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Dina Interview
on Bidoun Rakaba ("Uncensored")


Translated By Priscilla Adum


This is a translated transcript of an interview that Dina did for Wafaa el Kilany on a television program called Bidoun Rakaba (which means "Uncensored") on LBC October 20, 2010. In it, Dina responds to criticism from Nagwa Fouad in an interview that happened shortly before. The original program was an hour long, and was uploaded to the Internet in 11 parts. The section appearing on this page represents parts 9 and 10.



Table of Contents



Responding to Nagwa Fouad

INTERVIEWER: On the program called 2x2 which recently aired in the month of Ramadan, Nagwa Fouad said that she told you that your costumes were too naked and that you should cover your body more, and that your response to her was "I'm free and I can do whatever I want."

DINA: I saw the program. With all due respect to Nagwa, that discussion never took place and I can't imagine why Nagwa would say that. What I can tell you is that I grew up and was raised properly and was taught to respect those who are older than me. I'd never respond to Nagwa in that manner, by telling her that I'm free.

INTERVIEWER: So, that conversation never happened?

DINA: It never happened.

INTERVIEWER: So, why did Nagwa say that?

DINA: I don't really know. I didn't understand it at all.

INTERVIEWER: Have you tried to call her?

DINA: There are just some things about me that I cannot change, and when I feel that something isn't right, I stand aside. [Translator's note: By this she means that she would rather remain silent about it than to confront Nagwa about what she said.]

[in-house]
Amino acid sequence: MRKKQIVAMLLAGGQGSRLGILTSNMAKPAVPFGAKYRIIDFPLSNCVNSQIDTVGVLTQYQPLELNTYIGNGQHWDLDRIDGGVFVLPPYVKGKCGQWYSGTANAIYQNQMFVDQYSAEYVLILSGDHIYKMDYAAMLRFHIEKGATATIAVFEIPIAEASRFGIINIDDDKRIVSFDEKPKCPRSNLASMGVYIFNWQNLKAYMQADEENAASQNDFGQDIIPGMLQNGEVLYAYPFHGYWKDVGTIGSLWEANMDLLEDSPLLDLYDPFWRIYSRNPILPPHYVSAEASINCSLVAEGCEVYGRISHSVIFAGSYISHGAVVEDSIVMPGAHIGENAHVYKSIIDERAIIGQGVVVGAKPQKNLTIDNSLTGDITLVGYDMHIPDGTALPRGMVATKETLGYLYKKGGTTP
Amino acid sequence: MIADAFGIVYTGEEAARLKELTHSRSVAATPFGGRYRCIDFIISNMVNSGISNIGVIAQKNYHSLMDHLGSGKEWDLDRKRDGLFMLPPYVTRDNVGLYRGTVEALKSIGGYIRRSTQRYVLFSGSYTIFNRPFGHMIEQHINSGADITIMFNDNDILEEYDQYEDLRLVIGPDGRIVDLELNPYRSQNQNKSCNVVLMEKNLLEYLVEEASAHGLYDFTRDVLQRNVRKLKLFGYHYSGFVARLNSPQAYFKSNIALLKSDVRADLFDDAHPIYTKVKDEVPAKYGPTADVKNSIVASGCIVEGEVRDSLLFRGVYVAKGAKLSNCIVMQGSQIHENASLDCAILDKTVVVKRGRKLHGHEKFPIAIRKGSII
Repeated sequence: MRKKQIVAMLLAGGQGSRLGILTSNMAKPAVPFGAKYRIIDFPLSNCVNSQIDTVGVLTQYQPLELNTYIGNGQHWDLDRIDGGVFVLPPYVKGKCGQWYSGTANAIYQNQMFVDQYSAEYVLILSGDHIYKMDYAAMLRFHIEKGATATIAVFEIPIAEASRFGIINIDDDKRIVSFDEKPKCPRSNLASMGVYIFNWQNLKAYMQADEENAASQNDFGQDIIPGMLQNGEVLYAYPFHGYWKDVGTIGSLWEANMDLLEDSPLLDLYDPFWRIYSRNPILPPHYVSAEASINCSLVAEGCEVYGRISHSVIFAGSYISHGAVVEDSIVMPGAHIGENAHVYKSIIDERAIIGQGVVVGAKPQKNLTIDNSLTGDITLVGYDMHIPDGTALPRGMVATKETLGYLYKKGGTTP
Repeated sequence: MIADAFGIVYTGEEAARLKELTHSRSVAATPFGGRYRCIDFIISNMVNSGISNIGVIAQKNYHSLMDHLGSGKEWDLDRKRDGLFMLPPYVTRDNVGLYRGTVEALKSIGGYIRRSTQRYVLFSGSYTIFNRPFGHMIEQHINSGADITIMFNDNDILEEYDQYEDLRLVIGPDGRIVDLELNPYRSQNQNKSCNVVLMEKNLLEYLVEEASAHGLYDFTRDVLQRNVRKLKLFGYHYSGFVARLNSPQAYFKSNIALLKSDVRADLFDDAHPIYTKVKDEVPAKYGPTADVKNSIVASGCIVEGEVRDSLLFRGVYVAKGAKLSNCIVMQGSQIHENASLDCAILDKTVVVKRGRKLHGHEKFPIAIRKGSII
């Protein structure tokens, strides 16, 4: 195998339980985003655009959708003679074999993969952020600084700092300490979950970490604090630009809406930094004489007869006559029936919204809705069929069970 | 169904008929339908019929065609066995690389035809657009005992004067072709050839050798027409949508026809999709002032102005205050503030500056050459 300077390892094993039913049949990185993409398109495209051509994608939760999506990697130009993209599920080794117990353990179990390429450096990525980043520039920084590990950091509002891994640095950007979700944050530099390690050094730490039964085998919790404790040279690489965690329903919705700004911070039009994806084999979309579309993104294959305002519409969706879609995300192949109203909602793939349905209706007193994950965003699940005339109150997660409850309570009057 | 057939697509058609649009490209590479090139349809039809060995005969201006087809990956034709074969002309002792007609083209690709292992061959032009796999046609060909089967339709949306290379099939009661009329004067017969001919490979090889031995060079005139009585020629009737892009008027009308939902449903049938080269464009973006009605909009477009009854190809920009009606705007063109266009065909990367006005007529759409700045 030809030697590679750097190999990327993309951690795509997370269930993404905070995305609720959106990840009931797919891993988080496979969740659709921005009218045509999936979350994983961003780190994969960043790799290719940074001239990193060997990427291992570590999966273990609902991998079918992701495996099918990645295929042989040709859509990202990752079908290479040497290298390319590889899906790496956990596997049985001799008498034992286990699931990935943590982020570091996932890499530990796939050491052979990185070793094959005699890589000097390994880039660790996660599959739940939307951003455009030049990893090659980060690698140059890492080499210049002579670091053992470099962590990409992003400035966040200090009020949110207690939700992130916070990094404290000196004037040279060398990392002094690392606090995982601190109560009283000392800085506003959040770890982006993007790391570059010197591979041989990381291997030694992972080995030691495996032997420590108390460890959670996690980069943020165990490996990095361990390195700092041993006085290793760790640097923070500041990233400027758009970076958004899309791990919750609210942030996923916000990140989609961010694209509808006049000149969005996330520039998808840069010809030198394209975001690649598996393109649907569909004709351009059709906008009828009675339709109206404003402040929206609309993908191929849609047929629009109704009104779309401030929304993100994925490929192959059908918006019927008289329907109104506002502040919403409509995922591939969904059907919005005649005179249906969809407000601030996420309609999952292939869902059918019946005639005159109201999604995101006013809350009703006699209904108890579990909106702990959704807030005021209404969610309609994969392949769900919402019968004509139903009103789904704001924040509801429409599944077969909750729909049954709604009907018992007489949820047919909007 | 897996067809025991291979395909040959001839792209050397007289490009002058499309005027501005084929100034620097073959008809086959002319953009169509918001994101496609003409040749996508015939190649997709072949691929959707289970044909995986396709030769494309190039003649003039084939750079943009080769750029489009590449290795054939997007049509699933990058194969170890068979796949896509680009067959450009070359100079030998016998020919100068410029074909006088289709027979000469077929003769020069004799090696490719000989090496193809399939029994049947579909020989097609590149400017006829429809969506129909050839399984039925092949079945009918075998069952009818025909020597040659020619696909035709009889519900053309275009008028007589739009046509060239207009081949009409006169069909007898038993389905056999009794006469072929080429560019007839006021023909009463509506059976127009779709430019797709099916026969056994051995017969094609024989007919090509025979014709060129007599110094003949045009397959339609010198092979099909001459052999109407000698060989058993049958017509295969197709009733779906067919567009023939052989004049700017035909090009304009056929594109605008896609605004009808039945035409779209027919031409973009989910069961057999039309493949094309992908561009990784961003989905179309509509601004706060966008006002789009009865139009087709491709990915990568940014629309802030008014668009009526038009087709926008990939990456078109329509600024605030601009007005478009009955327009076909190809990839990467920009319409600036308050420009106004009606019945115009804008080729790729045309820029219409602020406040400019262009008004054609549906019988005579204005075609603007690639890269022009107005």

INTERVIEWER: They asked Nagwa on the program 2x2 if belly dance is a forbidden thing or not and she responded that the dance of the past was not forbidden but the one they do today IS. What's your view Dina? Is this dance forbidden or not?

DINA: Oh, we need a sheik [an elder or religious man] to determine that.

INTERVIEWER: Well, let's leave the religious point of view out of it because for sure religious views will say it's forbidden. [At which Dina laughs.]

INTERVIEWER: Perhaps what Nagwa meant was that today there is too much bare flesh and sexual suggestiveness, and that in the past, costumes were better than they are today?

DINA: No, no. There are films from the past. [She means that there are films from the past with revealing costumes.]

INTERVIEWER: So what was the meaning of Nagwa's words then?

DINA: I don't know. And I don't understand them.

ABOUT THE PHOTO: Dina performs at her regular show at the Semiramis hotel in Cairo in February, 2017. Photo by Shira.


INTERVIEWER: Are Dina's costumes today a lot more revealing and different than Nagwa's belly dance costumes?

DINA: [Laughing] We wear shorts! They didn't used to wear shorts. They had revealing belly dance costumes and transparent skirts! We don't wear see-through skirts today.

INTERVIEWER: Well, the censors are the ones who say that you must wear shorts today. [In Egypt]

DINA: And society says so as well. We dance at people's parties, and if our costumes are too revealing, other people will be bothered by it.

INTERVIEWER: And what about when you travel abroad?

DINA: They're the same costumes. I have costumes made every month.

INTERVIEWER: But sometimes, Dina, your shorts are the same color as your skin and it looks like you're naked and you're not wearing shorts.

DINA: Well that's entirely up to them. If they are blind, they're free to be blind. [She means the people who say she isn't wearing shorts.] Look, if someone wants to object just for the sake of objecting, then they will object to anything I wear. People just repeat words. If one person says Dina dances naked, then others will repeat it and also say Dina dances naked. Even if they didn't actually see my performance. I've never worn a belly dance costume in any film I've been in. In all my dancing in films I've worn a dress or galabiya.

INTERVIEWER: That's because you know that if you were to dance in a belly dance costume the censors would delete the scene from the film. Dina's belly dance costumes are on the top of the list when it comes to being revealing and suggestive.

DINA: No, in films there are swimsuits.




Question & Answer